Supporting Emmylou Harris’ Wrecking Ball performance with a set of his own material at the Barbican back in May, Daniel Lanois somewhat guilelessly revealed that Robert Plant was in the audience, inviting him to join the band on stage “if it felt right”. Plant remained rooted to his seat but his presence at this particular show does not feel insignificant. Not only does the world fusion of Wrecking Ball (produced by Lanois), still heavily rooted in songcraft and interpretation, feel like a major influence on Plant’s 10th solo album, but lullaby and…The Ceaseless Roar also feels like a similar feat of late career regeneration.
This is not to suggest Plant has been slacking of course. Of all his contemporaries in the category of rock’s elder statesmen, he has perhaps been the most restless, for the most part shunning calls for a nostalgic tour round the world’s enormodomes with Led Zeppelin and instead following his digressive and curious ears. Brave artistic decisions resulted in a superb, justly popular collaboration with Alison Krauss on 2007’s Raising Sand and some intriguing choices in source material for 2010’s reconfiguration of Band Of Joy.
For Lullaby, Plant has returned to another of his former ensembles, formerly known as Strange Sensation and now reborn as The Sensational Shape Shifters. Original drummer Clive Deamer (also of recent Portishead and Radiohead live bands) has since been replaced by Dave Smith, another player with a contemporary jazz background (with Outhouse and Jim Hart amongst many other projects) who is also now something of an expert on approaches to North and West African music. His connection to Plant is through the outstanding ensemble Strange Sensation guitarist and key Plant foil Justin Adams assembled for his Juju collaboration with Gambian griot Juldeh Camara. Camara also joins Plant’s new band, adding some intriguing melodic lines and unusual textures on riti (a one string violin) and kologo (four string lute).
From the outset, it is clear that this is not a case of Plant retreading former glories, but rather something bold and new. Little Maggie might be an American folk song, but here it is gloriously recontextualised with a trance-like groove and an insistent lute and banjo riff. Like much of the music that follows it, Little Maggie is nomadic in approach and style, constantly shifting ground but in a way that is always respectful of its original melody. Plant’s voice, perhaps taking inspiration from his work with Krauss, is understated and distant, adding a sense of mystery and intrigue. Even more surprisingly, Little Maggie recurs at the album’s conclusion in the form of Arbaden (Maggie’s Babbie), a sort of dub plate version with vocal contributions from Camara, heavy bass presence and a plethora of studio effects.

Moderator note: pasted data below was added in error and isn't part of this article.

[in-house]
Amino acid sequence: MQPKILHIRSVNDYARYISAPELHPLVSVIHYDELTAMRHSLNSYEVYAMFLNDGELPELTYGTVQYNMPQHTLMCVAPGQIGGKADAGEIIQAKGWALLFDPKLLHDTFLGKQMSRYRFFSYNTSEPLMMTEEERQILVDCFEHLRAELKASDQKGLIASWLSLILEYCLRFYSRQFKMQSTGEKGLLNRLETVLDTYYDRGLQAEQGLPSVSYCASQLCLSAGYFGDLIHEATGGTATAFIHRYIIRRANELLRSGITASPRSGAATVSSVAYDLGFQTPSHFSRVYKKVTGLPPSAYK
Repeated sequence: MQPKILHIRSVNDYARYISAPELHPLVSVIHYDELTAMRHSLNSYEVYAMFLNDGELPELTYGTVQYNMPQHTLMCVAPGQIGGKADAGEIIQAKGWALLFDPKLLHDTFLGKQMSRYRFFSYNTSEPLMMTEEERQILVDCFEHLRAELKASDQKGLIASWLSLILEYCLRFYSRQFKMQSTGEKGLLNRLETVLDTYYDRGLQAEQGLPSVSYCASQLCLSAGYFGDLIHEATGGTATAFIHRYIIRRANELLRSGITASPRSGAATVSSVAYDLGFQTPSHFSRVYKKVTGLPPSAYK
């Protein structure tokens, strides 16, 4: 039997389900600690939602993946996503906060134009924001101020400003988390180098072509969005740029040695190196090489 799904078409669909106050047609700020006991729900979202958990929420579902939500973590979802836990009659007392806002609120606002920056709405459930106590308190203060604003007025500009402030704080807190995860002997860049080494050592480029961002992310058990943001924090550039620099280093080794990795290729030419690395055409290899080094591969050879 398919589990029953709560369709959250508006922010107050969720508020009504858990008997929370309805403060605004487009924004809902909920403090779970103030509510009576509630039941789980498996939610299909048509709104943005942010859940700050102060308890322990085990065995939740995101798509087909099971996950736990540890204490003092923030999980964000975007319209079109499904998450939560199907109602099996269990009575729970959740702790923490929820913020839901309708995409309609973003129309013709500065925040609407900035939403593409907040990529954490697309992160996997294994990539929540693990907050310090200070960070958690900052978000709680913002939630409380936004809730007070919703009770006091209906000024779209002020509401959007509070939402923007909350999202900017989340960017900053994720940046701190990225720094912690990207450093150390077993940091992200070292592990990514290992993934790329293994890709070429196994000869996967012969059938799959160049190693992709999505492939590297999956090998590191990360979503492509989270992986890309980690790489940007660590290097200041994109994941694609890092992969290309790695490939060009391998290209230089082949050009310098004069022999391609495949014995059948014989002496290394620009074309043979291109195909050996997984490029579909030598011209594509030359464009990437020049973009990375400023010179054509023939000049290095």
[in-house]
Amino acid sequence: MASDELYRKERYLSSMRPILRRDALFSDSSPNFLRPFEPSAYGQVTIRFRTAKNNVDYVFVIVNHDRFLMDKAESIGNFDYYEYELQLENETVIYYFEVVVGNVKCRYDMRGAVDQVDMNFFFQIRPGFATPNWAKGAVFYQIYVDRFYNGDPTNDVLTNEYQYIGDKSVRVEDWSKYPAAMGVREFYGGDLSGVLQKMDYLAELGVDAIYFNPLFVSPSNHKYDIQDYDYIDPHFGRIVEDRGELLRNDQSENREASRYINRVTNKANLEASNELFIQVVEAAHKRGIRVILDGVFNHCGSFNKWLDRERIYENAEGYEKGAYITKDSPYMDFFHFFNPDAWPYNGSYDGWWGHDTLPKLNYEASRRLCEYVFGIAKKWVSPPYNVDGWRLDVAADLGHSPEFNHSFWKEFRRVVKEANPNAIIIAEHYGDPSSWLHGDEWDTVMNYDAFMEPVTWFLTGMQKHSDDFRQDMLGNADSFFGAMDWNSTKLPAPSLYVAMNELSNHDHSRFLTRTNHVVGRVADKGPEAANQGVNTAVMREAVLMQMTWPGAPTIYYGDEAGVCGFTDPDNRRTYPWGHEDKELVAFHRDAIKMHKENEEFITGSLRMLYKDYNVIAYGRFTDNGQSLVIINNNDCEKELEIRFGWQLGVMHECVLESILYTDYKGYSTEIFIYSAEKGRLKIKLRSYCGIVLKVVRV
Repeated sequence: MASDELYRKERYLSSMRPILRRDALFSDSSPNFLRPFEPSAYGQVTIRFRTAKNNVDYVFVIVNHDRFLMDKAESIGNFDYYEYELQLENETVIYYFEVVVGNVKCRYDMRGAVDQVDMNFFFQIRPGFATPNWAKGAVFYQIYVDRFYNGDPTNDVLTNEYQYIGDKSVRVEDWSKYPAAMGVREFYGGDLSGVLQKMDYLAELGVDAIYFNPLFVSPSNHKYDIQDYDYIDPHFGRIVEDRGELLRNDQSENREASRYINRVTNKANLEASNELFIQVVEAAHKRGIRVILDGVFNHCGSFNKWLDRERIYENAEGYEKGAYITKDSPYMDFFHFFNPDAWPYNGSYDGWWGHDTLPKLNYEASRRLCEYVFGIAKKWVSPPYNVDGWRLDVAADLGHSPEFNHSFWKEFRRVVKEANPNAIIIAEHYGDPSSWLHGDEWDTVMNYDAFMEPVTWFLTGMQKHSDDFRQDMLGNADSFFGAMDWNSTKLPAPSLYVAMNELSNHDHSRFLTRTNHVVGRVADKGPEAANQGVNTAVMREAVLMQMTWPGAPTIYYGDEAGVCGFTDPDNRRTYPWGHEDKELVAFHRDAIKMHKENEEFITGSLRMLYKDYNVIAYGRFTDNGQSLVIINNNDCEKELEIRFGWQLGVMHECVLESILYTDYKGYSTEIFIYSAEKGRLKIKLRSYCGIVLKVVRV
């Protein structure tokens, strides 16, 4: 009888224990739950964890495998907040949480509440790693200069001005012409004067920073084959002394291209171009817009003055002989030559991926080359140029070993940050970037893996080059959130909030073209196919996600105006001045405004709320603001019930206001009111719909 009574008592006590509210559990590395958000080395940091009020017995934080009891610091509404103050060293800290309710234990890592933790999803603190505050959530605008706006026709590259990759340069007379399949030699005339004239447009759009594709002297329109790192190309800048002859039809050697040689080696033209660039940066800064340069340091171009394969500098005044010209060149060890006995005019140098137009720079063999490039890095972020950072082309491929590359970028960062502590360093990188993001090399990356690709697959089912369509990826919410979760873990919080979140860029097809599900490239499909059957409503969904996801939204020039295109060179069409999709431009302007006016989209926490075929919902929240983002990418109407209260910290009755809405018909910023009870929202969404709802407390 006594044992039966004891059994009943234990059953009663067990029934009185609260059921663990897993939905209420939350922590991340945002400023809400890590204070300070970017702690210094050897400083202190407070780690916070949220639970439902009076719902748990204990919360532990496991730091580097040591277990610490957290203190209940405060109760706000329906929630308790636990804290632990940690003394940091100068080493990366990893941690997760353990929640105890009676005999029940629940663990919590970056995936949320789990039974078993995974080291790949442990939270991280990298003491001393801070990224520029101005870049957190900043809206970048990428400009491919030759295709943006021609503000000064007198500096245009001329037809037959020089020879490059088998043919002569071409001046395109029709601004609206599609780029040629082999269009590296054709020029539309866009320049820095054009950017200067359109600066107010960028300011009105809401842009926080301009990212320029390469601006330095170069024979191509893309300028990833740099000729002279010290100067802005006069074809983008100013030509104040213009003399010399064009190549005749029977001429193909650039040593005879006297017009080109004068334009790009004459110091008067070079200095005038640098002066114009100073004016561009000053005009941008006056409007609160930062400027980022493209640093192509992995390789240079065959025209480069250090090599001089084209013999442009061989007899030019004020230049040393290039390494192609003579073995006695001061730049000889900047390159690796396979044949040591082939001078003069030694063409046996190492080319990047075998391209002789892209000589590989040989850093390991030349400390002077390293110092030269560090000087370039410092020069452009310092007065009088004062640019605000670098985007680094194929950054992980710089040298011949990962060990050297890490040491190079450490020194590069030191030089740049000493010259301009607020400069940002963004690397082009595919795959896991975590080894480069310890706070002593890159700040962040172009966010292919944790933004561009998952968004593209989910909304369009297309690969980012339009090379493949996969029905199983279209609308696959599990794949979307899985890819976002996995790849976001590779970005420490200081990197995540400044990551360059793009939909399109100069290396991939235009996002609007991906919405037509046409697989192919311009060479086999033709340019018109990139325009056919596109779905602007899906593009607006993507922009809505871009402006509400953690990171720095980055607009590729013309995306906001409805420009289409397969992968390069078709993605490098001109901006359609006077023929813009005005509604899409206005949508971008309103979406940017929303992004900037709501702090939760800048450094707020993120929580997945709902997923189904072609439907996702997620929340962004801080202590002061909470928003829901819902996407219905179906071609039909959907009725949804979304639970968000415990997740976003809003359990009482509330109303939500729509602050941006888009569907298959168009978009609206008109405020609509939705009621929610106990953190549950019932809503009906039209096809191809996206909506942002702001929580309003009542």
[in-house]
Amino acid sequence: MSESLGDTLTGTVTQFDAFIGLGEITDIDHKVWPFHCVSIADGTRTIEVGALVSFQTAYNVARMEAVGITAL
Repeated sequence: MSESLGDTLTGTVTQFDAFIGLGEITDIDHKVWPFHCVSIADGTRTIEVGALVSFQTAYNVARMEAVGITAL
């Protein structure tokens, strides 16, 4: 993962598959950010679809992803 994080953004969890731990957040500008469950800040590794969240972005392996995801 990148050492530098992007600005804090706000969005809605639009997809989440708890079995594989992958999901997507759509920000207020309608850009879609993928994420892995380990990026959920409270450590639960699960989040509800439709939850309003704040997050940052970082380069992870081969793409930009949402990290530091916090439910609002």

The spirit of Lanois seems very much present in two of the album’s key tracks, the deep, empowering Rainbow (with a cymbal-less drum pattern that hints at Peter Gabriel) and the resplendent, shimmering House Of Love. The latter feels like a Roy Orbison song by way of Bob Dylan’s Series Of Dreams (another Lanois production). In both cases, Plant and Adams are unafraid of utilising the full resources of the recording studio, but in a way that always feels as if it is in service of the song.
This is significant too, as lullaby…showcases Plant’s songwriting, something that has been largely neglected on his most recent work (Dreamland and Band of Joy were both covers heavy). His lyrics achieve a finely nuanced balance of the candid and the oblique, often concerned with roots and rootlessness, and the complexity of matters of the heart. The crackling, agitated and neurotic Turn It Up (perhaps the closest thing in musical spirit to Whole Lotta Love here) relates Plant’s confusion and ‘statelessness’ whilst living in America (“I’m lost inside America and I’m turning inside out/I’m turning into someone else I heard so much about”). It’s hard not to see the wonderfully slow burning Embrace Another Fall, initially reflective but later tempestuous, as a pivotal track too, as it describes a disintegrating relationship that ‘brings me home again’. Crucially, as distorted guitars that seem derived from Low circa The Great Destroyer (another key Plant reference point), the track achieves an ecstasy to match its agony.
Elsewhere, Plant finds room for a direct Byrdsian pop song (Somebody There) and a beautiful, poignant and genuinely sincere ballad (A Stolen Kiss). Both of these tracks are elevated as much by Plant’s superb vocal performances as by the innovative and distinctive contributions of his musicians (A Stolen Kiss was built on an original idea from pianist John Baggott). The various streams of Plant’s thinking are brilliantly coalesced on the riveting, driving groove of Up On The Hollow Hill (Understanding Arthur). In addition to its oblique referencing of legends and mythology, this thrilling song captures something of Plant’s ongoing love affair with the English and Welsh countryside, to which he has now returned. These outstanding songs, imaginatively and intuitively balanced by clever production, cohere to form a serious work reflecting on landscape, memory, regret and the pull of our roots. It more than earns its somewhat portentous title.